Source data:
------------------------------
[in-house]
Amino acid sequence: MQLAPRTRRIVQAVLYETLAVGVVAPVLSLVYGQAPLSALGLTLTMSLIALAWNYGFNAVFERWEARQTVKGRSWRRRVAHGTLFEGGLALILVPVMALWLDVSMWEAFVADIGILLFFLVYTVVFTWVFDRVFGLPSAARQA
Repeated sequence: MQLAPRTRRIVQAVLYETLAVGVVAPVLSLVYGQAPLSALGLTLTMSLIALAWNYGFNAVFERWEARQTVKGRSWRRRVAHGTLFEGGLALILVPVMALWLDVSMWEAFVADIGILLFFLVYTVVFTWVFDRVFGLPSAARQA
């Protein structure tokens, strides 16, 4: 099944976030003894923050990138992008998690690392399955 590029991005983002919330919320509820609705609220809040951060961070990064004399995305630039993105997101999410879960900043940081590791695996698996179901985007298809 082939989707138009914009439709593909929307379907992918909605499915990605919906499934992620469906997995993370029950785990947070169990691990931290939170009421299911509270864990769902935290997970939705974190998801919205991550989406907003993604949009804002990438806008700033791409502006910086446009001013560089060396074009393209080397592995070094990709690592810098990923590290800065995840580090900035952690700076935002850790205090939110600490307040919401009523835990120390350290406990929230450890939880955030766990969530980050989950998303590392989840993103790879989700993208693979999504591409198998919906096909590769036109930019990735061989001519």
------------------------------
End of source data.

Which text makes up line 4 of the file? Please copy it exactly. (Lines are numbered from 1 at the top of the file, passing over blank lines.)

């Protein structure tokens, strides 16, 4: 099944976030003894923050990138992008998690690392399955 590029991005983002919330919320509820609705609220809040951060961070990064004399995305630039993105997101999410879960900043940081590791695996698996179901985007298809 082939989707138009914009439709593909929307379907992918909605499915990605919906499934992620469906997995993370029950785990947070169990691990931290939170009421299911509270864990769902935290997970939705974190998801919205991550989406907003993604949009804002990438806008700033791409502006910086446009001013560089060396074009393209080397592995070094990709690592810098990923590290800065995840580090900035952690700076935002850790205090939110600490307040919401009523835990120390350290406990929230450890939880955030766990969530980050989950998303590392989840993103790879989700993208693979999504591409198998919906096909590769036109930019990735061989001519």